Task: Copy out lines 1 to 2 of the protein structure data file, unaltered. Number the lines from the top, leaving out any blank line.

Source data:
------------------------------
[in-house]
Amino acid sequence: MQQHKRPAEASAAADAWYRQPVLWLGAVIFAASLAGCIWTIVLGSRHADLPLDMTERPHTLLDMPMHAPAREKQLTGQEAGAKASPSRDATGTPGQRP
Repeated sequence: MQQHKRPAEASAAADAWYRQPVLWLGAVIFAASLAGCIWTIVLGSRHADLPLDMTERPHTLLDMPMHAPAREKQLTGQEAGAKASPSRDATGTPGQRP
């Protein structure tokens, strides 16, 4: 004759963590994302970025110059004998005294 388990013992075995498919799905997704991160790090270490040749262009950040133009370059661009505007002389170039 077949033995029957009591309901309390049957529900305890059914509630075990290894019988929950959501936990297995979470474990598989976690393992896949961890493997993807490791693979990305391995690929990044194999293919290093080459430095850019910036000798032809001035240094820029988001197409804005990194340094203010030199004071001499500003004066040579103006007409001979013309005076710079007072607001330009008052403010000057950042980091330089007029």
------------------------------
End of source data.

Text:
[in-house]
Amino acid sequence: MQQHKRPAEASAAADAWYRQPVLWLGAVIFAASLAGCIWTIVLGSRHADLPLDMTERPHTLLDMPMHAPAREKQLTGQEAGAKASPSRDATGTPGQRP